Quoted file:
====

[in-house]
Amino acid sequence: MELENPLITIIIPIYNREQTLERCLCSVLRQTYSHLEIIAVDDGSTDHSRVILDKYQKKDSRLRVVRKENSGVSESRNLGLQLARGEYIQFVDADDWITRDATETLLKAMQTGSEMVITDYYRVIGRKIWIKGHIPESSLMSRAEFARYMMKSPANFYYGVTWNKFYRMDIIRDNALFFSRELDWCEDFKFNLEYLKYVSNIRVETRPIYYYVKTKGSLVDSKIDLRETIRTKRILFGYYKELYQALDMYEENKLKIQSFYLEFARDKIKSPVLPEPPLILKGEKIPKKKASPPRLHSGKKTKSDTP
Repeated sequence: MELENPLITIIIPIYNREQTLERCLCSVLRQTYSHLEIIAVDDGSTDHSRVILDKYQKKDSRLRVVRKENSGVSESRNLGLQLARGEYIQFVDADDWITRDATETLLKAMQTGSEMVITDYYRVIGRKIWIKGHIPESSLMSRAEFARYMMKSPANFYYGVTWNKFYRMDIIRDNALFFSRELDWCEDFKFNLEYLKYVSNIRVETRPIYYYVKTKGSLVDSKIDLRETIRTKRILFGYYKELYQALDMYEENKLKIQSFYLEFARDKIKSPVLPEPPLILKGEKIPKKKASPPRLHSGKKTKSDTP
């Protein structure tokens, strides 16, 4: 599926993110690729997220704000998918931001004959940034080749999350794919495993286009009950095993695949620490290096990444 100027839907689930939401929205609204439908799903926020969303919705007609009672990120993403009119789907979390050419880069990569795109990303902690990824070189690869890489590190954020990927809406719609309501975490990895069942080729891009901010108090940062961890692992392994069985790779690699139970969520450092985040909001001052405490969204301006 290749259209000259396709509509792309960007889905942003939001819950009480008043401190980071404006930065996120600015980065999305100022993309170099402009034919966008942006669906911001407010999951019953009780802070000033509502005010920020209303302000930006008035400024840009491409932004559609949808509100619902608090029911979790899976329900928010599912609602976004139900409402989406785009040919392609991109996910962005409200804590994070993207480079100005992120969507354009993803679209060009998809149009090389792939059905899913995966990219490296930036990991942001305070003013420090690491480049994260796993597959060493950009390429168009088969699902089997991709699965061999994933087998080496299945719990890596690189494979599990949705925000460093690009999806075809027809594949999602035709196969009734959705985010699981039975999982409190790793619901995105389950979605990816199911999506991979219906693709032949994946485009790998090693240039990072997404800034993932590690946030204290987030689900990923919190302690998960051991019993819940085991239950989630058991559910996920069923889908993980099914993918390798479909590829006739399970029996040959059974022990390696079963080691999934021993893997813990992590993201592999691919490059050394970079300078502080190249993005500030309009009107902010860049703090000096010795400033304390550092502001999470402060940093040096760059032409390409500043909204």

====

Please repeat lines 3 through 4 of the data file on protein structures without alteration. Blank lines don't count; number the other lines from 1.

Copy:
Repeated sequence: MELENPLITIIIPIYNREQTLERCLCSVLRQTYSHLEIIAVDDGSTDHSRVILDKYQKKDSRLRVVRKENSGVSESRNLGLQLARGEYIQFVDADDWITRDATETLLKAMQTGSEMVITDYYRVIGRKIWIKGHIPESSLMSRAEFARYMMKSPANFYYGVTWNKFYRMDIIRDNALFFSRELDWCEDFKFNLEYLKYVSNIRVETRPIYYYVKTKGSLVDSKIDLRETIRTKRILFGYYKELYQALDMYEENKLKIQSFYLEFARDKIKSPVLPEPPLILKGEKIPKKKASPPRLHSGKKTKSDTP
């Protein structure tokens, strides 16, 4: 599926993110690729997220704000998918931001004959940034080749999350794919495993286009009950095993695949620490290096990444 100027839907689930939401929205609204439908799903926020969303919705007609009672990120993403009119789907979390050419880069990569795109990303902690990824070189690869890489590190954020990927809406719609309501975490990895069942080729891009901010108090940062961890692992392994069985790779690699139970969520450092985040909001001052405490969204301006 290749259209000259396709509509792309960007889905942003939001819950009480008043401190980071404006930065996120600015980065999305100022993309170099402009034919966008942006669906911001407010999951019953009780802070000033509502005010920020209303302000930006008035400024840009491409932004559609949808509100619902608090029911979790899976329900928010599912609602976004139900409402989406785009040919392609991109996910962005409200804590994070993207480079100005992120969507354009993803679209060009998809149009090389792939059905899913995966990219490296930036990991942001305070003013420090690491480049994260796993597959060493950009390429168009088969699902089997991709699965061999994933087998080496299945719990890596690189494979599990949705925000460093690009999806075809027809594949999602035709196969009734959705985010699981039975999982409190790793619901995105389950979605990816199911999506991979219906693709032949994946485009790998090693240039990072997404800034993932590690946030204290987030689900990923919190302690998960051991019993819940085991239950989630058991559910996920069923889908993980099914993918390798479909590829006739399970029996040959059974022990390696079963080691999934021993893997813990992590993201592999691919490059050394970079300078502080190249993005500030309009009107902010860049703090000096010795400033304390550092502001999470402060940093040096760059032409390409500043909204």